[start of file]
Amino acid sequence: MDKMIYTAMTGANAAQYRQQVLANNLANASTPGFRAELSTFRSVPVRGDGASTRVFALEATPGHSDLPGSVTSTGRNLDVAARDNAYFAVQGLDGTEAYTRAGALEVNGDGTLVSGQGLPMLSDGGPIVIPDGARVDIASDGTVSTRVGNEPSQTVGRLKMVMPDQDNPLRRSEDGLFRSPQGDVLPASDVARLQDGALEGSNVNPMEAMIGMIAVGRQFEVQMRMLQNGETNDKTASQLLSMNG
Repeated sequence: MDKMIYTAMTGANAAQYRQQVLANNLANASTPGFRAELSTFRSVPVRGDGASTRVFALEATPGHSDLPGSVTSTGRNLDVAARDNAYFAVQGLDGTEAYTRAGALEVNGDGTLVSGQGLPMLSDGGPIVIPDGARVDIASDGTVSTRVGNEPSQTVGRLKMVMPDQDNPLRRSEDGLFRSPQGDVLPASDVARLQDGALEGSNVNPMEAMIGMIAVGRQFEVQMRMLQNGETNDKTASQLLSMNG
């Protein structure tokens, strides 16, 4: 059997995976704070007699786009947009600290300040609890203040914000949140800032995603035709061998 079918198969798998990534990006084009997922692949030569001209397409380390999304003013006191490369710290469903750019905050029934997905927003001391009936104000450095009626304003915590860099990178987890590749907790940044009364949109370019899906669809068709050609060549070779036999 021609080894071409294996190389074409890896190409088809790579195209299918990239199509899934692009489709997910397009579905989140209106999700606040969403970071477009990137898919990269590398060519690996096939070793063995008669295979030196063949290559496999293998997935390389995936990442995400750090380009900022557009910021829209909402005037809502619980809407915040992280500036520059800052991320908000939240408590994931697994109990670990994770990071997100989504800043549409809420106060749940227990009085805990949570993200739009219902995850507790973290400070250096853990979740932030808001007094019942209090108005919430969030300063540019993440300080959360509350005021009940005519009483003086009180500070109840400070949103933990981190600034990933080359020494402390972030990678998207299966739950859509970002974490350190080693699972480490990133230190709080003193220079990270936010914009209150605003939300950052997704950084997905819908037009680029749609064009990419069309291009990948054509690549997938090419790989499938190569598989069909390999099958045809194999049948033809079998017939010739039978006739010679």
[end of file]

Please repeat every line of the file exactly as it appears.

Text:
Amino acid sequence: MDKMIYTAMTGANAAQYRQQVLANNLANASTPGFRAELSTFRSVPVRGDGASTRVFALEATPGHSDLPGSVTSTGRNLDVAARDNAYFAVQGLDGTEAYTRAGALEVNGDGTLVSGQGLPMLSDGGPIVIPDGARVDIASDGTVSTRVGNEPSQTVGRLKMVMPDQDNPLRRSEDGLFRSPQGDVLPASDVARLQDGALEGSNVNPMEAMIGMIAVGRQFEVQMRMLQNGETNDKTASQLLSMNG
Repeated sequence: MDKMIYTAMTGANAAQYRQQVLANNLANASTPGFRAELSTFRSVPVRGDGASTRVFALEATPGHSDLPGSVTSTGRNLDVAARDNAYFAVQGLDGTEAYTRAGALEVNGDGTLVSGQGLPMLSDGGPIVIPDGARVDIASDGTVSTRVGNEPSQTVGRLKMVMPDQDNPLRRSEDGLFRSPQGDVLPASDVARLQDGALEGSNVNPMEAMIGMIAVGRQFEVQMRMLQNGETNDKTASQLLSMNG
């Protein structure tokens, strides 16, 4: 059997995976704070007699786009947009600290300040609890203040914000949140800032995603035709061998 079918198969798998990534990006084009997922692949030569001209397409380390999304003013006191490369710290469903750019905050029934997905927003001391009936104000450095009626304003915590860099990178987890590749907790940044009364949109370019899906669809068709050609060549070779036999 021609080894071409294996190389074409890896190409088809790579195209299918990239199509899934692009489709997910397009579905989140209106999700606040969403970071477009990137898919990269590398060519690996096939070793063995008669295979030196063949290559496999293998997935390389995936990442995400750090380009900022557009910021829209909402005037809502619980809407915040992280500036520059800052991320908000939240408590994931697994109990670990994770990071997100989504800043549409809420106060749940227990009085805990949570993200739009219902995850507790973290400070250096853990979740932030808001007094019942209090108005919430969030300063540019993440300080959360509350005021009940005519009483003086009180500070109840400070949103933990981190600034990933080359020494402390972030990678998207299966739950859509970002974490350190080693699972480490990133230190709080003193220079990270936010914009209150605003939300950052997704950084997905819908037009680029749609064009990419069309291009990948054509690549997938090419790989499938190569598989069909390999099958045809194999049948033809079998017939010739039978006739010679």